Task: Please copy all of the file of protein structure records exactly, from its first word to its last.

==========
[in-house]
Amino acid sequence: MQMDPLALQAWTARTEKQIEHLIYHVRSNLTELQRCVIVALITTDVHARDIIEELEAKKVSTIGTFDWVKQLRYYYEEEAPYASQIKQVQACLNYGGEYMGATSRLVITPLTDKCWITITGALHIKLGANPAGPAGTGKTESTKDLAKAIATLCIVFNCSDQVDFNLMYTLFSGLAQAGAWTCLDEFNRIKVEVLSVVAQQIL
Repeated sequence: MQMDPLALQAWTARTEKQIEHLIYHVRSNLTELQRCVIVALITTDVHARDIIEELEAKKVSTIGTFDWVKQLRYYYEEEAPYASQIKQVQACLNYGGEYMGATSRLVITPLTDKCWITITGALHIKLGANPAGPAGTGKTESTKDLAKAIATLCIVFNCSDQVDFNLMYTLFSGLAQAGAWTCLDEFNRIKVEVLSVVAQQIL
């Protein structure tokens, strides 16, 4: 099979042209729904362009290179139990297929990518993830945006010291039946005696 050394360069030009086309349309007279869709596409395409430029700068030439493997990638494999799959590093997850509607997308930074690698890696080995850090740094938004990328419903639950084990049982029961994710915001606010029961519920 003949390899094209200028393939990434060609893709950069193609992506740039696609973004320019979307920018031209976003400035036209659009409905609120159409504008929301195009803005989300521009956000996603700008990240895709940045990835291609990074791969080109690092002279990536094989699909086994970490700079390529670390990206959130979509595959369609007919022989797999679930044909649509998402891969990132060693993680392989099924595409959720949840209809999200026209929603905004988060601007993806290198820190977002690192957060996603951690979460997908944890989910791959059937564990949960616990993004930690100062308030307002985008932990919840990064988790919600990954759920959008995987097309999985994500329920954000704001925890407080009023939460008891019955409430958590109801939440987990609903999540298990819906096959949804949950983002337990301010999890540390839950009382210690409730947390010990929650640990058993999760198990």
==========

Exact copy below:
[in-house]
Amino acid sequence: MQMDPLALQAWTARTEKQIEHLIYHVRSNLTELQRCVIVALITTDVHARDIIEELEAKKVSTIGTFDWVKQLRYYYEEEAPYASQIKQVQACLNYGGEYMGATSRLVITPLTDKCWITITGALHIKLGANPAGPAGTGKTESTKDLAKAIATLCIVFNCSDQVDFNLMYTLFSGLAQAGAWTCLDEFNRIKVEVLSVVAQQIL
Repeated sequence: MQMDPLALQAWTARTEKQIEHLIYHVRSNLTELQRCVIVALITTDVHARDIIEELEAKKVSTIGTFDWVKQLRYYYEEEAPYASQIKQVQACLNYGGEYMGATSRLVITPLTDKCWITITGALHIKLGANPAGPAGTGKTESTKDLAKAIATLCIVFNCSDQVDFNLMYTLFSGLAQAGAWTCLDEFNRIKVEVLSVVAQQIL
């Protein structure tokens, strides 16, 4: 099979042209729904362009290179139990297929990518993830945006010291039946005696 050394360069030009086309349309007279869709596409395409430029700068030439493997990638494999799959590093997850509607997308930074690698890696080995850090740094938004990328419903639950084990049982029961994710915001606010029961519920 003949390899094209200028393939990434060609893709950069193609992506740039696609973004320019979307920018031209976003400035036209659009409905609120159409504008929301195009803005989300521009956000996603700008990240895709940045990835291609990074791969080109690092002279990536094989699909086994970490700079390529670390990206959130979509595959369609007919022989797999679930044909649509998402891969990132060693993680392989099924595409959720949840209809999200026209929603905004988060601007993806290198820190977002690192957060996603951690979460997908944890989910791959059937564990949960616990993004930690100062308030307002985008932990919840990064988790919600990954759920959008995987097309999985994500329920954000704001925890407080009023939460008891019955409430958590109801939440987990609903999540298990819906096959949804949950983002337990301010999890540390839950009382210690409730947390010990929650640990058993999760198990």